So what would happen to older Americans on Social Security if all of that in flowing money was diverted to other, private systems? Although I do not know this answer, I can assure you nothing good. I suspect they would be entirely left to the lurches, especially since some politicians have been calling for Social Security cuts for years. It’s an absolute tragedy that after paying into that system and counting on that money their whole lives, there would be a potential for these Americans to receive little to nothing if Libertarians were in power. It is a literal lifeline for millions of people that could evaporate overnight under the 6% Plan. This plan is just one of many policies they’re proposing like this; it sounds great theoretically but in practice would present problems. Not to mention, it also does nothing to address how Social Security ended up in such a precarious position to begin with, which is perhaps a great transition to the next type of Libertarian policy.
Many Libertarian policies fail to go far enough or fail to address the true issue. Immediately, the Libertarian policy toward Justice Reform comes to mind. At its heart, this is a good policy. It centers around the idea that too many Americans have been locked up due to The War on Drugs or as a consequence of traditionally poor incarceration policy. I full-heartedly agree. However, it fails to acknowledge one of the biggest reasons America ended up in this situation: The Free Market.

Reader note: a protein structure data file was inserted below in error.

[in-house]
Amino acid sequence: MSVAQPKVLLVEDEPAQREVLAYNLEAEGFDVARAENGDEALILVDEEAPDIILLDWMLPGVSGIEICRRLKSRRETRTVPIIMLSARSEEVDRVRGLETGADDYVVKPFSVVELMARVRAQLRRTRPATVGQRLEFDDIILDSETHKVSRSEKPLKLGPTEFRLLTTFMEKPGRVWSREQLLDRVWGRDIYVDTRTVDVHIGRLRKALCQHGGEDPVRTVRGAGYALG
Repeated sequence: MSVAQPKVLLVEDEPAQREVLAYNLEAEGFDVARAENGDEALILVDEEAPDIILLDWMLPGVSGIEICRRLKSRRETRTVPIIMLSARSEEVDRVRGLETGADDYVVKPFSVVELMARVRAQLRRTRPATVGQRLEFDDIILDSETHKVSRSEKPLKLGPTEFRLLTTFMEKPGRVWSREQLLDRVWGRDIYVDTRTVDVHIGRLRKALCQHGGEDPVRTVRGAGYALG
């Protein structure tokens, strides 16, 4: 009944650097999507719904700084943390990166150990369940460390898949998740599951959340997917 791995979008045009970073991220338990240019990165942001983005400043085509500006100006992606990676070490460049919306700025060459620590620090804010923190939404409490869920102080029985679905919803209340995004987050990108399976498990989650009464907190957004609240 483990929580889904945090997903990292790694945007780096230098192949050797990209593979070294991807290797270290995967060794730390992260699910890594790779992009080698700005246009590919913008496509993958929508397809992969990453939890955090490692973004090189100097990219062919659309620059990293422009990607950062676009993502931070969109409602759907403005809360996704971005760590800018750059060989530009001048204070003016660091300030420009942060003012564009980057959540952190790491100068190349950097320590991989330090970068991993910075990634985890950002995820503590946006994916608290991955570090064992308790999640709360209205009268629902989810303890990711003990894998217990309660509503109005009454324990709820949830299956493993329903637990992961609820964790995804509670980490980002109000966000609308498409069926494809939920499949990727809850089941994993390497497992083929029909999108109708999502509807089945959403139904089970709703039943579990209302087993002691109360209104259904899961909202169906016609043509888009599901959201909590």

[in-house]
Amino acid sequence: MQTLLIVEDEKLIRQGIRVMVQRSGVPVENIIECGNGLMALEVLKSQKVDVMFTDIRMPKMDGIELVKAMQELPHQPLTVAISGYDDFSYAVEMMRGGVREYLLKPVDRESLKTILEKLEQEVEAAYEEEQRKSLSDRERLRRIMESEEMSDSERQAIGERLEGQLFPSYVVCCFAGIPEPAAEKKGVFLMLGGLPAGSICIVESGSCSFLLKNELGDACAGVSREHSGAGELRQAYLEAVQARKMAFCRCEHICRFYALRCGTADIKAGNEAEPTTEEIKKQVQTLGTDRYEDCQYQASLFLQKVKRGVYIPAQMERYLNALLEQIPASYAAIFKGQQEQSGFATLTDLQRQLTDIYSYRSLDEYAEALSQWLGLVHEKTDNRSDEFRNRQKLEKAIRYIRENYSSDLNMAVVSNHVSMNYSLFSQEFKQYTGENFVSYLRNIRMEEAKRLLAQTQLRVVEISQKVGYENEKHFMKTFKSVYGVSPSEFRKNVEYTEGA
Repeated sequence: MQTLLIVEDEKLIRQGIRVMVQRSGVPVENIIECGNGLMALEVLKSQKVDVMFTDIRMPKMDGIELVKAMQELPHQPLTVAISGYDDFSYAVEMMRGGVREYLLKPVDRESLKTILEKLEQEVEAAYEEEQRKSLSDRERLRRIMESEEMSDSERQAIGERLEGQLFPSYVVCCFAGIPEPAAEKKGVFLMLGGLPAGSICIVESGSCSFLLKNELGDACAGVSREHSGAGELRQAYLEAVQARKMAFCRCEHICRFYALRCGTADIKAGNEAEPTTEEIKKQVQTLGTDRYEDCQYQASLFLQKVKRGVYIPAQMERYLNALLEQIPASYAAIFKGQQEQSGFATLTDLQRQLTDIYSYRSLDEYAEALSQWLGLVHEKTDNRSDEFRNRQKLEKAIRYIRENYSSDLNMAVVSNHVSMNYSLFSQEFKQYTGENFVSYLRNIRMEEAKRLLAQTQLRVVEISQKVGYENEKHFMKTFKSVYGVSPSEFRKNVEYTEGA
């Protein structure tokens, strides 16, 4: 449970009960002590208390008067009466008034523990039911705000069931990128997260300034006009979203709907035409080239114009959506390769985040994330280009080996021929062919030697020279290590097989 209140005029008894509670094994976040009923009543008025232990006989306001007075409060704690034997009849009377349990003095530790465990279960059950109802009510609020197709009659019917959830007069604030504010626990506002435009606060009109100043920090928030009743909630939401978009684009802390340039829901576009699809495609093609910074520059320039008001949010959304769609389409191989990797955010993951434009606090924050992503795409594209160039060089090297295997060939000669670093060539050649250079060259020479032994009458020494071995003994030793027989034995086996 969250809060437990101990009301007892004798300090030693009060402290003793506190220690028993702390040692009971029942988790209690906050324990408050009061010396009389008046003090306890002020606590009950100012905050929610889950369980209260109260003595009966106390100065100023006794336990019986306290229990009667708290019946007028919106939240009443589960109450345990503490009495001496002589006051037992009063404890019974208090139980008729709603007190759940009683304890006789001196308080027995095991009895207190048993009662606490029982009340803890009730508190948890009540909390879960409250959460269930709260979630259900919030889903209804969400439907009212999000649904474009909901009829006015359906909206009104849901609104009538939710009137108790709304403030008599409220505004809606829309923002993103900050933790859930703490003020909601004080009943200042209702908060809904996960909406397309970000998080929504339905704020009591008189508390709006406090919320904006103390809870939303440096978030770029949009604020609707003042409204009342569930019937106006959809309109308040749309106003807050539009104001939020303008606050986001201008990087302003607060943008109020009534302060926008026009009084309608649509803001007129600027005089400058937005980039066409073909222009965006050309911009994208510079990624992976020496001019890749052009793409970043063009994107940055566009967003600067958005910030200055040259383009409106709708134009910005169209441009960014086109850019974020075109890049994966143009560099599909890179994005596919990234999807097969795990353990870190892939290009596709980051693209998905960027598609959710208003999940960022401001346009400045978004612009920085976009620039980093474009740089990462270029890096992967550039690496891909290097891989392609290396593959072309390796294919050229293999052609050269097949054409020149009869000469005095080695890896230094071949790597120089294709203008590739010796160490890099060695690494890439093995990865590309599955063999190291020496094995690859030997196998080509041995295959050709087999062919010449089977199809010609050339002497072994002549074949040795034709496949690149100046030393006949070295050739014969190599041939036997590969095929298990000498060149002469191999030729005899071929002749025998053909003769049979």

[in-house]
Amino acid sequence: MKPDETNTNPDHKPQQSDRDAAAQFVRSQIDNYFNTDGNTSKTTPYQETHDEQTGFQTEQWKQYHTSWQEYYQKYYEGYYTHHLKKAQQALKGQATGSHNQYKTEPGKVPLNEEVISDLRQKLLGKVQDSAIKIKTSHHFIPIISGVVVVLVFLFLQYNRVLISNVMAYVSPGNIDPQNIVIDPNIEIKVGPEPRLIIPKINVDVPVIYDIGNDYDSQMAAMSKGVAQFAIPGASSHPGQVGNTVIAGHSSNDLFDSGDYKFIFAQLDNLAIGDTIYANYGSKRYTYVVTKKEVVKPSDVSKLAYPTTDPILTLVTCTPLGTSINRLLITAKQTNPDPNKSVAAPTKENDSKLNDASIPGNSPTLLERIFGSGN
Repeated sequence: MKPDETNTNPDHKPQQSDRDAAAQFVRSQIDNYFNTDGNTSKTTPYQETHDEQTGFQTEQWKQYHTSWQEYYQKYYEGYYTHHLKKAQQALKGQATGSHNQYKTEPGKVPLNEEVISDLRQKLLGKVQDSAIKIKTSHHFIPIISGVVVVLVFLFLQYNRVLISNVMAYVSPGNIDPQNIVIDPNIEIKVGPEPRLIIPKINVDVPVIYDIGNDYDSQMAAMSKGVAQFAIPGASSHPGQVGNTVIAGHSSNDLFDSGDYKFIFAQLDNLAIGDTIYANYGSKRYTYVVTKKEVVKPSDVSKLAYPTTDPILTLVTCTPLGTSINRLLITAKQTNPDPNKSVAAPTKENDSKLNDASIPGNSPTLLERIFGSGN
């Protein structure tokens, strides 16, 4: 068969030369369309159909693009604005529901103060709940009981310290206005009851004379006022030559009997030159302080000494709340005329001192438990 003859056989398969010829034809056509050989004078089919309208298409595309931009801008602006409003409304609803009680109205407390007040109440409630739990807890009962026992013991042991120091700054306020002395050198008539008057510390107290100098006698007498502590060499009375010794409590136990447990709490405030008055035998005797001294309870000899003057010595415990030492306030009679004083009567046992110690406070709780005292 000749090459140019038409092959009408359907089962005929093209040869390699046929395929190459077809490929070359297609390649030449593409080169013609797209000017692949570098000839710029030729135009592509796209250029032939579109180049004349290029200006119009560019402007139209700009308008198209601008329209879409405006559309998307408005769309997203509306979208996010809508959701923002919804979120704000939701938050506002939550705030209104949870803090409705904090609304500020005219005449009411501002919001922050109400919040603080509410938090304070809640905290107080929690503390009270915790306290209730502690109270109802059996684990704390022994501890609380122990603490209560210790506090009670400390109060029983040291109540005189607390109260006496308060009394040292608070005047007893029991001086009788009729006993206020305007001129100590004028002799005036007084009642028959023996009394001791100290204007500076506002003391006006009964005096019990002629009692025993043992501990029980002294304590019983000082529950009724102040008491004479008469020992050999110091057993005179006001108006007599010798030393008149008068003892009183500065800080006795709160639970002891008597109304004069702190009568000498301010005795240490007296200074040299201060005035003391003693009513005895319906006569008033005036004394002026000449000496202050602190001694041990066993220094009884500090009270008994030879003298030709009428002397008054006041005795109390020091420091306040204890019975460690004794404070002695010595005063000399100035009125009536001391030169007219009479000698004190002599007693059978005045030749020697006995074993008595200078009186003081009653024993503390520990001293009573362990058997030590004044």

Look, I love the Free Market too, but there are just some elements of a country that should not be regulated by the Free Market, and incarceration is certainly one of them. By allowing the Free Market to regulate our prison system, we ended up with for-profit prisons, which have no viable reason to rehabilitate incarcerated Americans and every reason in the world not to. In fact their profits rely on incarcerated Americans not getting rehabilitation resources and becoming repeat offenders.
Jorgensen fails to provide an adequate roadmap to how she would achieve her goal. She has not laid out an intricate framework for how she would end the War on Drugs. Joe Biden, on the other hand, has said he will pardon, create drug courts, invest in rehabilitation instead of incarceration, and he vows that no American will be imprisoned for only drug related crimes. His plan is way more detailed than that, but that’s the briefest summary possible.
Although it’s nice that Jorgensen is on the same page, it’s basically like Biden is on his second read through. He’s lapping her. While the broad idea she has is great, it doesn’t address the cause, and Biden provides actionable steps that he will take that go much further. Not to mention Biden seems to have a clearer picture of what the end result should be, a new imagining of how America approaches addiction that upheaves our current justice system, ending for profit prisons for good. Whereas Jorgensen appears unable to see that far ahead, as she’s only mentioned wanting to end the War on Drugs and release people who have been wrongfully incarcerated. Again, a noble part of the plan, but it’s like she’s only talking about taking the ball to the fifty yard line, and Biden is running for the touchdown.